Life’s hardly a party for Abigaille in The Royal Opera’s revival of Nabucco.
As Omicron tears through London, many theatres are shutting up shop, as the number of crew and performers testing positive makes it impossible for shows to go ahead. The Royal Opera is no exception. Hours before the curtain rose on the first night of Nabucco, they announced that they’d been forced to cancel the two further performances this side of Christmas. Whilst this was a shame, nobody would take issue with such a decision given the trying times we’re living in. Or so you would think. Director of Opera Oliver Mears made a pre-performance announcement from the stage expressing his sadness at having to take this decision, but the health and wellbeing of all the staff at The Royal Opera House was paramount. To that end, and to give the chorus extra protection, it had been agreed that they would sing masked.
We’ve witnessed some deplorable behaviour at the opera house before, but none as bad as the boos that greeted Mears’ announcement from certain quarters of the theatre. Talk about entitlement! Those audience members who reacted that way should be ashamed of themselves – as if their ‘enjoyment’ was more important than the chorus’ wellbeing.
Despite being masked, the choral singing turned out to be one of the few unalloyed musical delights of the evening, crowned with a beautifully poised and moving ‘Va pensiero’. Since William Spaulding’s arrival as chorus director, they really have become the jewel in the company’s crown – roll on Peter Grimes in the Spring.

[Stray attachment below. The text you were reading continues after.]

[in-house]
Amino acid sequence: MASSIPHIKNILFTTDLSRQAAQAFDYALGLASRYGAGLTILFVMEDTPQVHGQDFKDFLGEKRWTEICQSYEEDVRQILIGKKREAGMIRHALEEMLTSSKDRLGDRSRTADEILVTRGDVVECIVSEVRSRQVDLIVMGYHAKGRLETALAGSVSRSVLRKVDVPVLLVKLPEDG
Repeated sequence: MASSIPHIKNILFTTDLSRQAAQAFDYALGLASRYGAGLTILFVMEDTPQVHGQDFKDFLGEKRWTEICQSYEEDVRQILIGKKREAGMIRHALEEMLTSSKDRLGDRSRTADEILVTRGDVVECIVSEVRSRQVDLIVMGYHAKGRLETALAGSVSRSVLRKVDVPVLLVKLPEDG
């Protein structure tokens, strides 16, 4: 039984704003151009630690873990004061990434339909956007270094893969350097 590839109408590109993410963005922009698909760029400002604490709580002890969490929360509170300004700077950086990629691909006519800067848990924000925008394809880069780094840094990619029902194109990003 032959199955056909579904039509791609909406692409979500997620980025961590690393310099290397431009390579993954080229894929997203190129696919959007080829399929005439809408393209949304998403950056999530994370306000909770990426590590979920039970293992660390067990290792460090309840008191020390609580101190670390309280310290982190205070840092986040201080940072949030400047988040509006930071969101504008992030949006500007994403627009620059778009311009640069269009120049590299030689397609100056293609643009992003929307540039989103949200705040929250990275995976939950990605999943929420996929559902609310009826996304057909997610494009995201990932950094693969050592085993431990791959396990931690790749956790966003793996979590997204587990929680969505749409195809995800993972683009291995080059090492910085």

“Despite being masked, the choral singing turned out to be one of the few unalloyed musical delights of the evening…”
Otherwise, musically this evening was a bit of a mixed bag. Having waxed lyrical about the difference it made having three native Italian singers in the main roles in the recent Tosca revival, it was down to earth with a bump, as there were none in this revival of Verdi’s early biblical tale. The only singer to really embrace Verdi’s idiom, and sing with true, firm legato was Mongolian baritone Amartuvshin Enkhbat. The rest of the cast was more variable. Abigaille is a killer of a role – all those double octave leaps – and while Liudmyla Monastryska certainly hit all the notes, the tone and volume were pretty much unrelenting. Less would have been more on several occasions, but on the plus side it’s only fair to report that the role held no terrors for her. It will be interesting to see how Anna Netrebko fares when she takes over in January.
Alexander Vinogradov thundered forcefully, if unrelentingly loudly, as Zaccaria, while Vasilisa Berzhanskaya and Najmiddin Mavlyanov turned in effective performances as Fenena and Ismele. None of them were helped by Daniele Abbado’s inert staging, which lacked any meaningful personenregie – instead leaving the cast to their own devices. Alison Chitty’s monochrome designs, grey on grey on grey, became weary on the eye, and the drab 1940s’ costumes blurred any differentiation between the Babylonians and Hebrews.
Daniel Oren led a convincing musical performance in the pit – he’s evidently more at home in early Verdi than the other rep he’s conducted here – and the orchestra responded with idiomatic playing. Given the circumstances it’s no surprise that this was such a tense first night, so it’ll be fascinating to see what difference Netrebko makes in January.